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Spielman: Let Ofsted inspect Multi-Academy Trusts



Ofsted should be allowed to inspect multi-academy trusts, the chief inspector of schools has said.

Amanda Spielman told the parliamentary education committee this morning that she would welcome powers for the watchdog to inspect academy trusts in their entirety, rather than just a “subset” of their schools, as it does now.

“I absolutely would welcome it, and this has been something I have raised and have been discussing for several months,” Spielman said, adding that the current system only gives Ofsted a “limited” view.

I think the view we can get just by looking at subsets of schools in a MAT is very significantly more limited than the view we would get by looking at the whole of a MAT

Under current rules, Ofsted can only undertake “focused inspections”, which involve visiting a handful of an academy trusts’ schools and culminate in a letter to the trust.

In recent years, these focused inspections have identified worrying levels of underperformance in some of England’s largest MATs.

The need for fuller inspections of MATs has been the subject of significant debate for several years as the academies system has grown.

Spielman’s predecessor Sir Michael Wilshaw also said he wished Ofsted could inspect trusts’ central services as well as their schools.

New rules, brought in by Nicky Morgan, the former education secretary in 2015, set the parameter of the focused inspections approach but stopped short of allowing Ofsted the ability to inspect trusts as organisations.

But Spielman says it is “important” for Ofsted to be granted new powers allowing more extensive inspection.

“I think the view we can get just by looking at subsets of schools in a MAT is very significantly more limited than the view we would get by looking at the whole of a MAT.”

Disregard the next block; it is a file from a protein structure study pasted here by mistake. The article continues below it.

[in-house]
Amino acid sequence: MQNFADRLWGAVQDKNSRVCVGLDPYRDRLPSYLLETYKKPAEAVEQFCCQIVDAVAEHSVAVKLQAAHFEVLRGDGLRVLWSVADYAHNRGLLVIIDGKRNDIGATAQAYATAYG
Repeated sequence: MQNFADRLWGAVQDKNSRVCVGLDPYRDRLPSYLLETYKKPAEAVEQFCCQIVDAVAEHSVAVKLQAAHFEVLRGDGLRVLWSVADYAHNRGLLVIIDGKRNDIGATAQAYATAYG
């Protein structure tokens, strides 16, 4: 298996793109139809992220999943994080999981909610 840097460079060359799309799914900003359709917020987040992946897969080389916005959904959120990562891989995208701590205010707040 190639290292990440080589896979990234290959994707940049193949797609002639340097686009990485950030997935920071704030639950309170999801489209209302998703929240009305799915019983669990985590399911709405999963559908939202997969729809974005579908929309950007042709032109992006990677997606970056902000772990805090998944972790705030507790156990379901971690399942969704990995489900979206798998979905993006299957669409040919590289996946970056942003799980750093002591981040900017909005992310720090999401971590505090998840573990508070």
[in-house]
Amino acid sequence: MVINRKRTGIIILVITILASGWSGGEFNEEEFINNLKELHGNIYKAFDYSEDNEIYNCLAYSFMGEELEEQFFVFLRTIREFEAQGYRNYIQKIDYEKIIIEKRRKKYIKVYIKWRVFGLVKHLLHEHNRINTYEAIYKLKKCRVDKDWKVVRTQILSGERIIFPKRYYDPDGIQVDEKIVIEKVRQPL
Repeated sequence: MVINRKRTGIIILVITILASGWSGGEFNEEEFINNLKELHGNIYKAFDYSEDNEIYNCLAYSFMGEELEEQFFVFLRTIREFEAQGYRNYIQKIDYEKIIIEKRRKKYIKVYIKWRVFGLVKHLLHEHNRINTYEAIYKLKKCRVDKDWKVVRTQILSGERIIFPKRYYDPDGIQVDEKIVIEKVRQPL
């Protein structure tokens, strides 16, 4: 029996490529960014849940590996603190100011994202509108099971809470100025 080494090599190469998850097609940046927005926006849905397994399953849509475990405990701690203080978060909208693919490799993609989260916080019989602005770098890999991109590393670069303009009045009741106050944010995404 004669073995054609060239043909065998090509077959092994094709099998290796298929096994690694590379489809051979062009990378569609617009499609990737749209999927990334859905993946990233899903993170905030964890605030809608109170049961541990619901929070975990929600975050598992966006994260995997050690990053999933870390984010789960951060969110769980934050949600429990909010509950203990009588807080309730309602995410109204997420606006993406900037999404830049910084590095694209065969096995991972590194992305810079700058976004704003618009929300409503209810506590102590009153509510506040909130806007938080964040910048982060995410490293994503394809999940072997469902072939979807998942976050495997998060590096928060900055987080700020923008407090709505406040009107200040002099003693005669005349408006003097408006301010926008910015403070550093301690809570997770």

According to Spielman, MATs are increasingly becoming “quite highly integrated operations” that Ofsted needs to “look properly” at.

“You cannot say that just looking at the school and a local government body gives you the full view on how it’s being run, how it’s being controlled, how important decisions are being made,” she said.

“And I want to be able to look properly at those decisions.”



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2 Comments

  1. This is so long overdue. There can be no legitimate reason why Ofsted cannot inspect MATs. Successive Secretaries of State have resisted this and one is tempted to speculate as to the reason. Until MATs are inspected and the evidence tells me otherwise, I will assume it’s because there’s an awful lot to hide.

  2. Mark Watson

    I completely agree MATs should be inspected. Some of them would I am sure welcome a regime whereby good practice can be recognised, but crucially publicised and shared to help improve the sector. MATs that are not doing well can have it explained why, and have guidance on how they can improve. And of course there will be those MATs that are shown to be not fit for purpose – shining a light on them is also a very good idea.